We may have changed our drinking habits in recent years with millennials favouring quality over quantity, but there’s still a deep-seated drinking culture and thirst for adventure, so the powers that be must constantly adapt to ever-changing tastes and trends.
And while you could say beer used to be in our blood (according to the British Beer and Pub Association, 35m fewer pints were sold in the three months to September 2017 compared with 2016) the gin boom continues to be the gateway to cocktails, and wines with the wow factor are becoming increasingly accessible.
So if you want to make sure your bar is well stocked and your wine rack includes a fantastic line-up of grape variety and diversity, we’ve peered into our crystal ball, called-in the experts and predict these six trends will steal the spotlight…
1. The gin boom
“Looking back over my 50 years in the drinks industry, no single trend has excited me more than this current golden age for gin and cocktail culture that we are experiencing,” says Desmond Payne, master distiller, Beefeater Gin. “When it comes to what happens next, the millennial drinkers of ‘Gineration X’ are seeking out new flavours and taste experiences, just as they have done with food. In 2018, I expect to see gin-makers, from the artisan level up to the big brands, getting increasingly innovative with the botanical and flavour profiles they create.”
2. Cocktail and food fusion
“Bartenders have been using technology and techniques borrowed from the kitchen for a while, but there’s so much overlap, we’re seeing chefs learning from bartenders,” says Ryan Chetiyawardana (aka the cocktail king), co-owner of CUB.
“The conjunction of cocktails and food is gathering a lot of momentum and the increase in demand for quality food and drinks experiences has helped us create our set menu.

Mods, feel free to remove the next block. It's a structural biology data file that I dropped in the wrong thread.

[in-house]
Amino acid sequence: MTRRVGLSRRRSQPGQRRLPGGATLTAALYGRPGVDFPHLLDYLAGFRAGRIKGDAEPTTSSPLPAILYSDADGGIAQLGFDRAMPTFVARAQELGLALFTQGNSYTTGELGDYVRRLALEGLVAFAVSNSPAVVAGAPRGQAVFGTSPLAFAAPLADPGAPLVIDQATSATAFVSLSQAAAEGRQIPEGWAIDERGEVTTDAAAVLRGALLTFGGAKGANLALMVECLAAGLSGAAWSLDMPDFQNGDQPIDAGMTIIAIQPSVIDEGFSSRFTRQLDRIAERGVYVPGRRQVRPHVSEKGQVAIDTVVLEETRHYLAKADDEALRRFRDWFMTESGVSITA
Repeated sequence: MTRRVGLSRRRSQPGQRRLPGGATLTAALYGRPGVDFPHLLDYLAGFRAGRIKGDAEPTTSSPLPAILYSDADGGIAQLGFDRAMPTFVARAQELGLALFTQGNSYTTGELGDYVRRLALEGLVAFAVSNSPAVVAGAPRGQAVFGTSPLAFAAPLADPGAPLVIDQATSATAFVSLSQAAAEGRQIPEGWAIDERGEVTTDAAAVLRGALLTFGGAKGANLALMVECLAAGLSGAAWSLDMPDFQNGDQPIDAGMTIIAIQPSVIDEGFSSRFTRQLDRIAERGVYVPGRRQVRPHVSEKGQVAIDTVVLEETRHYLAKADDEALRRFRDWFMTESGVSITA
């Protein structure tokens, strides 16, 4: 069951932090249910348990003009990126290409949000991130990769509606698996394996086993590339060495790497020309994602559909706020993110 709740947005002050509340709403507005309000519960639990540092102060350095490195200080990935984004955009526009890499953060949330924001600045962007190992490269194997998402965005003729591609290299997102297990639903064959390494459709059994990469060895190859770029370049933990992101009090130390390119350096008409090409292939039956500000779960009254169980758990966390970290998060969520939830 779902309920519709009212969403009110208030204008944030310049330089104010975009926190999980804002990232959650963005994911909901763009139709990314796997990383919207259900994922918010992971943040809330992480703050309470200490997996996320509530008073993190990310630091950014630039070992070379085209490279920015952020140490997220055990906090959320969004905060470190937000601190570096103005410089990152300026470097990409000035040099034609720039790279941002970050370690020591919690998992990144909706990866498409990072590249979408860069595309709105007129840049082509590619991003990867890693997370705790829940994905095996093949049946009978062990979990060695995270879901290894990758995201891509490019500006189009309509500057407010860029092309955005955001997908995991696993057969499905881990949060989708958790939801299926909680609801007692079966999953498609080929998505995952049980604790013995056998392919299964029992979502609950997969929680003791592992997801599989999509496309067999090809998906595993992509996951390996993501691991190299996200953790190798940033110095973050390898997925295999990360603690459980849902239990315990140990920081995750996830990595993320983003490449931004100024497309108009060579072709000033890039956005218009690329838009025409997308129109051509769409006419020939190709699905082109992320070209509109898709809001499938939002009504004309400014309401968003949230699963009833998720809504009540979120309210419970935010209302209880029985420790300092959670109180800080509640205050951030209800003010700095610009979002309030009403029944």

“It includes concoctions like our Krug Champagne, water jelly and spiked herbs cocktail, and a sloe gin, pickled plum and preserved gooseberry medley. The drinks are served as distinct courses in the meal, with a seamless flow between drinks and dishes.”
3. High-altitude wines
Winemakers prize vineyards at high altitude, with prime spots such as the foothills of the Andes – renowned for their intense sunlight, dramatic temperature shifts and excellent drainage – all contributing to producing top quality wines.
And wine lovers are increasingly fascinated by the ‘story’ behind what they’re drinking – even the altitude at which the grapes were grown. As a result, producers are stamping it on their labels, indicating they’ve braved the elements to produce an exceptional wine.
The trophy for best Malbec in the world at the International Wine and Spirits Competition (IWSC) 2017 was awarded to Viniterra Single Vineyard Malbec 2015 – grown 1,020m above sea level.
4. Bigger = better
Magnums are big news. “We’ve seen a 378% increase in year-on-year sales of super-sized bottles under £20,” says Richard Weaver, buying director at Majestic. “Rosés and house reds in 1.5 litre measures are proving particularly popular for weddings and parties, where a big celebration warrants big bottles.”
Wines in magnums also take longer to reach their optimum drinking age, which adds to the intensity, making them the connoisseur’s choice for premium wines. So expect BIG things for 2018.
5. Eastern Europe wines on the up
Eastern European wines have been steady ships on the choppy waters of dismal European harvests and Brexit-related supply blues. Indeed, sales were up +1365% year-on-year in the £5 – £10 price band at Majestic in 2017.
Initial reports suggest Hungary’s harvest is down only 3% (compared to an EU-wide average drop of 14%), whilst Romania is looking at a 60% harvest increase. So your mid-week bottle may increasingly originate from Hungary or Slovenia, such as this bestselling Krasno sauvignon blanc, £8.99.
6. Single cask whisky
The rise of gin is helping drive interest in other premium spirits such as single malt whisky. According to the Scotch Whisky Association (SWA), single malt topped £1bn worth of exports for the first time in 2017.
“Whisky drinkers are becoming increasingly adventurous and actively seeking out new flavours, tastes and experiences, and that’s seeing a demand for rare and unique products like single cask whisky,” says Euan Campbell, spirits manager, the Scotch Malt Whisky Society (SMWS).
“Whisky bottled direct from a single cask at an unusual age is so different to the standard bottles you can buy off the shelf, and that point of difference is what many people are looking for,” says Euan.